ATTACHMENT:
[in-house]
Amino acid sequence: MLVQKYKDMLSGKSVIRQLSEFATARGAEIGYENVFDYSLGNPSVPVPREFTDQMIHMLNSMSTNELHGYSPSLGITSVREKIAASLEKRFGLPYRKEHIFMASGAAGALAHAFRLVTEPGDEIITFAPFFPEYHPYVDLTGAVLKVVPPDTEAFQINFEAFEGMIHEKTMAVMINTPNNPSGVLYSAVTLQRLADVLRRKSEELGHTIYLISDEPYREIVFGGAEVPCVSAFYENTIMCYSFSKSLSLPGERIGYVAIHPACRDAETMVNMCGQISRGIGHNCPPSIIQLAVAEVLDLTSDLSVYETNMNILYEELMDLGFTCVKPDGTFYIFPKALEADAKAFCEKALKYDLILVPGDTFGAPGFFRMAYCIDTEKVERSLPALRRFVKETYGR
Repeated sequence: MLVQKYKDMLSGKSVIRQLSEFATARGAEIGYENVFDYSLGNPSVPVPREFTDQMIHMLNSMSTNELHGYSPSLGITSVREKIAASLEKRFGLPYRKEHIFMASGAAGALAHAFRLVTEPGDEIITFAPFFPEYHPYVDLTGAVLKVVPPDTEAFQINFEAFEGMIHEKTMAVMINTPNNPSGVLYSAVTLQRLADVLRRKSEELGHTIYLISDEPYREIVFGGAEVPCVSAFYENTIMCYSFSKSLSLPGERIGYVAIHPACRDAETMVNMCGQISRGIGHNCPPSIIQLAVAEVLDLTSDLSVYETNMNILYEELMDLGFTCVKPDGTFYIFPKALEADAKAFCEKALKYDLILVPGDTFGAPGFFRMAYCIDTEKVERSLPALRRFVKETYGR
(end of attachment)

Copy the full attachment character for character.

[in-house]
Amino acid sequence: MLVQKYKDMLSGKSVIRQLSEFATARGAEIGYENVFDYSLGNPSVPVPREFTDQMIHMLNSMSTNELHGYSPSLGITSVREKIAASLEKRFGLPYRKEHIFMASGAAGALAHAFRLVTEPGDEIITFAPFFPEYHPYVDLTGAVLKVVPPDTEAFQINFEAFEGMIHEKTMAVMINTPNNPSGVLYSAVTLQRLADVLRRKSEELGHTIYLISDEPYREIVFGGAEVPCVSAFYENTIMCYSFSKSLSLPGERIGYVAIHPACRDAETMVNMCGQISRGIGHNCPPSIIQLAVAEVLDLTSDLSVYETNMNILYEELMDLGFTCVKPDGTFYIFPKALEADAKAFCEKALKYDLILVPGDTFGAPGFFRMAYCIDTEKVERSLPALRRFVKETYGR
Repeated sequence: MLVQKYKDMLSGKSVIRQLSEFATARGAEIGYENVFDYSLGNPSVPVPREFTDQMIHMLNSMSTNELHGYSPSLGITSVREKIAASLEKRFGLPYRKEHIFMASGAAGALAHAFRLVTEPGDEIITFAPFFPEYHPYVDLTGAVLKVVPPDTEAFQINFEAFEGMIHEKTMAVMINTPNNPSGVLYSAVTLQRLADVLRRKSEELGHTIYLISDEPYREIVFGGAEVPCVSAFYENTIMCYSFSKSLSLPGERIGYVAIHPACRDAETMVNMCGQISRGIGHNCPPSIIQLAVAEVLDLTSDLSVYETNMNILYEELMDLGFTCVKPDGTFYIFPKALEADAKAFCEKALKYDLILVPGDTFGAPGFFRMAYCIDTEKVERSLPALRRFVKETYGR